When I decided to write this paper, my intention was to raise awareness of the testability issue among API designers. But, I wouldn’t feel comfortable finishing it without talking about how we can move forward when API designers don’t do any of these things.
There is one simple answer: wrap it. I’ve visited a number of teams who have decided that it is just easier to wrap all APIs . If you decide to download some fancy database interface tool, you don’t use it directly from your code, you write adapters to which encapsulate it. Your adapters also become your stub points and you don’t have to rely upon your API vendor for anything with regard to testability.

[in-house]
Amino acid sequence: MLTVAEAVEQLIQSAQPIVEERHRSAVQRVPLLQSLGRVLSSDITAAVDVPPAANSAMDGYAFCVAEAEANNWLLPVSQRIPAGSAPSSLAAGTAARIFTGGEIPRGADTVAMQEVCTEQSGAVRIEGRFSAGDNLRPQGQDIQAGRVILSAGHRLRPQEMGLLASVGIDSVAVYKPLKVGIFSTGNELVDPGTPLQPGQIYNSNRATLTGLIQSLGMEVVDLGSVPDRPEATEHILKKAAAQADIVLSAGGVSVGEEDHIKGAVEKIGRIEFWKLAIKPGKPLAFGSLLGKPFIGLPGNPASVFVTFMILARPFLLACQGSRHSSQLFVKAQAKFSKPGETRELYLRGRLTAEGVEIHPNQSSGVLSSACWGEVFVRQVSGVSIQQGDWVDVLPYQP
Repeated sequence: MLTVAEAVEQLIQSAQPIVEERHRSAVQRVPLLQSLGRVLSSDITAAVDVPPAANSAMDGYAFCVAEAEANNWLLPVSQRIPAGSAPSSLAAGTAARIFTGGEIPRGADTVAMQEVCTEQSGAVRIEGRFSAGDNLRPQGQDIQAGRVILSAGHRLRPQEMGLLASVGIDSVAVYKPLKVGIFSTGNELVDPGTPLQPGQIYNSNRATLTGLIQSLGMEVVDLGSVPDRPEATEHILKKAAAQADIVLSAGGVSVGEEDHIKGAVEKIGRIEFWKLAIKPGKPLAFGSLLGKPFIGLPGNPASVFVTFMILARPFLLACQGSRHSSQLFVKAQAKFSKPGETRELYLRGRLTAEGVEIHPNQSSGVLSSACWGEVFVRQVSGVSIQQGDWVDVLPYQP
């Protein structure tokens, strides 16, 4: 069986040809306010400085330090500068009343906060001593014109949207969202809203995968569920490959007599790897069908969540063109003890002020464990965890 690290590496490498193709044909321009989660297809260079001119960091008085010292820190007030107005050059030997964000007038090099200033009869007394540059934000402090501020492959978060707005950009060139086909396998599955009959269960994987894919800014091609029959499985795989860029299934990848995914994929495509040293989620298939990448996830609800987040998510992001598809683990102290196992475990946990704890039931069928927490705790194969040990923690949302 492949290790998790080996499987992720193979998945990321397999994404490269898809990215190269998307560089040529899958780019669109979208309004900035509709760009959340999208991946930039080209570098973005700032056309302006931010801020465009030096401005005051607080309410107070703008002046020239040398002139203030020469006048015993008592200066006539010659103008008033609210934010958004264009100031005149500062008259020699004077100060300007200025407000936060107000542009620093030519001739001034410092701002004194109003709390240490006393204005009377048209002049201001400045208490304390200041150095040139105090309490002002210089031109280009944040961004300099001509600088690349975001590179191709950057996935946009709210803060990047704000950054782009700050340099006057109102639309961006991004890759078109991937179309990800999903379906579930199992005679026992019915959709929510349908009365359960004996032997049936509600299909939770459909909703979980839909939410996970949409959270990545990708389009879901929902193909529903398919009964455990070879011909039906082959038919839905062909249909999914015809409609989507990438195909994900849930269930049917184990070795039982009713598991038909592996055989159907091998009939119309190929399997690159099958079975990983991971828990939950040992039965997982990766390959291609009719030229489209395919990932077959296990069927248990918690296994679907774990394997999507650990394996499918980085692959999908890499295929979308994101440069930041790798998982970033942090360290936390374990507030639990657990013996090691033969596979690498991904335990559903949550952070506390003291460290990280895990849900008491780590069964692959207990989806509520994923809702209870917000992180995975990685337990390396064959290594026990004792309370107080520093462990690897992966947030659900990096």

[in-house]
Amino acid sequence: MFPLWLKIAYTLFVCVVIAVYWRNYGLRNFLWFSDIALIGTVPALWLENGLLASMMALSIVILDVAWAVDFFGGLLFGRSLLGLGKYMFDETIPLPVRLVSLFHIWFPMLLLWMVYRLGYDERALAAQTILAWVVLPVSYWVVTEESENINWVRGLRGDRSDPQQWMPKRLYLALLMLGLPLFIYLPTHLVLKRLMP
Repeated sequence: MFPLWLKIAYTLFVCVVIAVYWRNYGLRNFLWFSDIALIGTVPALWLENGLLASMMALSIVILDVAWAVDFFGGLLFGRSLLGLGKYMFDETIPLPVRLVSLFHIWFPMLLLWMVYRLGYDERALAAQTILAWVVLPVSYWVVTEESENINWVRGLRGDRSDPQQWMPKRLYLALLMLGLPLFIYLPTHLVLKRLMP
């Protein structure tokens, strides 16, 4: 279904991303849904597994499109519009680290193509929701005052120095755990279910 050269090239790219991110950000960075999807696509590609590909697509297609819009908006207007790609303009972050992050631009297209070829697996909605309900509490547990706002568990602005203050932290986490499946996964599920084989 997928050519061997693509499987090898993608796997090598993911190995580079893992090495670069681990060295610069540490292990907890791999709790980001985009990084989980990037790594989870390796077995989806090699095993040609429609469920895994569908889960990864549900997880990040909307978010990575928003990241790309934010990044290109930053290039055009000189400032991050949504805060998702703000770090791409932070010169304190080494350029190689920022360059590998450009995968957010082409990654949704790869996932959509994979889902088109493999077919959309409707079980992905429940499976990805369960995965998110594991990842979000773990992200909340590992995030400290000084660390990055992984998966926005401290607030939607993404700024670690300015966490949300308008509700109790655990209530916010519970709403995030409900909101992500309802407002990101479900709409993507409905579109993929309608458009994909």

This may seem like a lot of work, but often it doesn’t have to be. When you are wrapping, you have a wonderful opportunity to simplify an interface. If your API vendor gives you a class with 15 methods, write a wrapper that only exposes the two that you need. Or, better yet, look at the signatures of those methods and ask yourself whether there is some simpler way of presenting that functionality to the rest of your application. This wrapper that you write is under your control and you should definitely do things that make your work easier. Remember, API designers aren’t designing with your application in mind; they are designing code that they suspect will be useful across a broad range of applications. It would be mysterious if you couldn’t write a wrapper that is more suitable for your application.